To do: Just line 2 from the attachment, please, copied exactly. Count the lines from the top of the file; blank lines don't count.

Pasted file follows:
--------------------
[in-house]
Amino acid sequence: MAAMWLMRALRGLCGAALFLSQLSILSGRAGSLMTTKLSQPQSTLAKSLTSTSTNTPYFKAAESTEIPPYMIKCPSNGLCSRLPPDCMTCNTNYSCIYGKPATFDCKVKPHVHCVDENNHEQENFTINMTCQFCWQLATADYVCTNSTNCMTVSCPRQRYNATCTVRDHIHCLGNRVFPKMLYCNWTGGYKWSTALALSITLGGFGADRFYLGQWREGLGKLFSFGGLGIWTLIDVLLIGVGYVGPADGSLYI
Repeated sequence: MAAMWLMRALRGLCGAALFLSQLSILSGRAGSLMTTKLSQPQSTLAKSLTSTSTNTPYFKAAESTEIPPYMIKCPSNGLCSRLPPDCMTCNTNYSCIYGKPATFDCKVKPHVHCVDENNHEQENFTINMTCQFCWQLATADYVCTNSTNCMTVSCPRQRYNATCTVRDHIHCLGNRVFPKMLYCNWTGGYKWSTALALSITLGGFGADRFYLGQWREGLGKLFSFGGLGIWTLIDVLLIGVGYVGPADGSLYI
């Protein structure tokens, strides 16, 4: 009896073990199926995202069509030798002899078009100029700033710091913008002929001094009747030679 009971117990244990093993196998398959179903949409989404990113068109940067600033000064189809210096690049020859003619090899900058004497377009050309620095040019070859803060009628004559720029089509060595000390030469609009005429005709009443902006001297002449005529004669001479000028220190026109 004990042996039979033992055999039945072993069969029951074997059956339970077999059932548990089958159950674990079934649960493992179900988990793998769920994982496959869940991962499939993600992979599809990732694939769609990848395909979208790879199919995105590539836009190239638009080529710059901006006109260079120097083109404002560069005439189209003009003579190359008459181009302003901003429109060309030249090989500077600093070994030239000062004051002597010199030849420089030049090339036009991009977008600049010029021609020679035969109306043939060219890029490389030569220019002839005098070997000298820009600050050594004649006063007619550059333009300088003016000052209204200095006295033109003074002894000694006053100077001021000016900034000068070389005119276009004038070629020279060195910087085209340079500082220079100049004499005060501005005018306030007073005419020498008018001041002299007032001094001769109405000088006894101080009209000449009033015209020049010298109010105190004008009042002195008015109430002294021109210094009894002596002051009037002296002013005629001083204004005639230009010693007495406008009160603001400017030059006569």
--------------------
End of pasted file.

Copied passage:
Amino acid sequence: MAAMWLMRALRGLCGAALFLSQLSILSGRAGSLMTTKLSQPQSTLAKSLTSTSTNTPYFKAAESTEIPPYMIKCPSNGLCSRLPPDCMTCNTNYSCIYGKPATFDCKVKPHVHCVDENNHEQENFTINMTCQFCWQLATADYVCTNSTNCMTVSCPRQRYNATCTVRDHIHCLGNRVFPKMLYCNWTGGYKWSTALALSITLGGFGADRFYLGQWREGLGKLFSFGGLGIWTLIDVLLIGVGYVGPADGSLYI